People are reporting that new Disney head Rich Ross has pulled the last project his predecessor — Dick Cook — had in the hopper, a costly reboot of the 20,000 Leagues Under The Sea franchise. Disney had already spent $10 million on preproduction — some models were even displayed at this year’s San Diego con — and Michael Chabon had been hired to polish the script.

Now, we’re fans of most of the previous versions of this story — including Kirk Douglas’s pants-to-the-armpits turn as Ned Land, Harryhausen’s marvelous Mysterious Island, and even Karel Zeman’s weirdo animated version — but we are STILL doing the happy dance over this movie’s journey to the dustbin behind Mickey Drive.


Because of the name of the director attached to this project.


The guy who produced, oh say, “Pussycat Dolls Present: Girlicious.”

And, as any sane human would agree, based on the empirical evidence at hand, McG sucks.

Yes, it seems to us that Mr. Rich has only done the decent thing by pulling the plug on yet another bloated, noisy, empty Hollywood contraption that would be 94 percent badly conceived, sketchily rendered, plot-replacing CGI, two percent content and probably three percent farting chipmunks. So in our view, Rich is a Real American Hero.

According to one person familiar with the situation, Ross made the decision based on creative concerns and plans to redevelop the movie, a new adaptation of Jules Vernes’ classic novel, which the studio first brought to the big screen in 1954.

Now, it’s entirely possible that the movie got scuttled just because Rich Ross is a dick who gets his jollies by murdering everything his predecessor left behind.

But we’re going to take the more positive view.

Sort of related: Only Two of the Top 30 Grossing Films of This Decade Are Original. Those two being FINDING NEMO and KUNG FU PANDA. Discuss.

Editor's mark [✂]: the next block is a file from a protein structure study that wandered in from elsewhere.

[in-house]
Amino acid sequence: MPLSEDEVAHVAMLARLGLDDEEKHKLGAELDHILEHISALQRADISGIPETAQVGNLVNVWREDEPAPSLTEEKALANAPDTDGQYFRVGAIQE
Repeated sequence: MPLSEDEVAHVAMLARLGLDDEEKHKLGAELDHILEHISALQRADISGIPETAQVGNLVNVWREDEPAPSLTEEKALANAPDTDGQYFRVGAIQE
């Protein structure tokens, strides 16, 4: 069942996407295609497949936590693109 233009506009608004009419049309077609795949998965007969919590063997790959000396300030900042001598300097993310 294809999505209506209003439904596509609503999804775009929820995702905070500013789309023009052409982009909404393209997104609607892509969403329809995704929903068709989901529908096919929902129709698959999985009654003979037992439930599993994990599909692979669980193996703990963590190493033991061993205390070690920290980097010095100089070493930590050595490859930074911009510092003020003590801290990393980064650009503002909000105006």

Stills from The Fabulous World of Jules Verne.


  1. Well, new bosses are willing to kill a predecessor’s projects. If it’s a success, then firing the predecessor was a mistake.

    Also, given the public’s reaction to “Atlantis” (which I enjoyed), and the last incarnation of Captain Nemo (a car chase… in Venice?), submarine adventure just doesn’t seem a good idea.

    IMDB lists 11 different versions, so maybe this has been done to death already.
    20,000 Leagues Under the Sea: Captain Nemo

    Now… what if they update it… like they did with Journey to the Center of the Earth? Maybe add some Somali pirates? Or make Nemo an environmental terrorist? Or just buy the rights to “Fluke”…

  2. Didn’t they do an update in the 1970’s with José Ferrer with a then enviromentalist shift or am I thinking of Patrick Duffy and The Man From Atlantis?

  3. The stat re original story ideas isn’t very meaningful, IMO. Art films, whether they’re original or adaptations, aren’t intended to be top grossers. If they are, great, but the movie studios are more like fast food chains or consumer goods manufacturers than they are like book publishers. Unless the movie is a direct-to-DVD cheapie, the investment in the film creates pressure for it to be profitable. A film with a ready-made audience is a better bet than an original film that could be seen as an imitation of a genre film anyway.


  4. I actually kind of like McG… When he isn’t touching something already created by someone else more talented.

    Thus Chuck, Supernatural = Good Idea, Terminator:Salvation, 20,000 Leagues = Really, really, really bad idea.

  5. Actually, producers Do ‘do something’–they connect the talent with investment money. They are critical in financing films. If there are many of them, then that’s indicative of the industry’s health. Shows how much you know.

    The movie industry as a whole doesn’t ‘do anything useful in society except distract us from the things that really matter. Well, not for me, but for you normies out there, who value family and friends over everything but can’t seem to live up to your values.

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